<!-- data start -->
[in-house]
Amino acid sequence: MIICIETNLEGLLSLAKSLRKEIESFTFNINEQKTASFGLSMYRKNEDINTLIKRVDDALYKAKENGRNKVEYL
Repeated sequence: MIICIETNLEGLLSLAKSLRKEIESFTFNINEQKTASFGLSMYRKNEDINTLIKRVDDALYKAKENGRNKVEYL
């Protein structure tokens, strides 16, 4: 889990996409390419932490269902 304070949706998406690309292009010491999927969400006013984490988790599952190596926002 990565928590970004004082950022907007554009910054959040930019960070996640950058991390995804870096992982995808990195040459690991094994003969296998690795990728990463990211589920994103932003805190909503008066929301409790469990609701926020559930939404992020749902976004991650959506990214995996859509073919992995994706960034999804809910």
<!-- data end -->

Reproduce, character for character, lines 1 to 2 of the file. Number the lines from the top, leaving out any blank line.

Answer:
[in-house]
Amino acid sequence: MIICIETNLEGLLSLAKSLRKEIESFTFNINEQKTASFGLSMYRKNEDINTLIKRVDDALYKAKENGRNKVEYL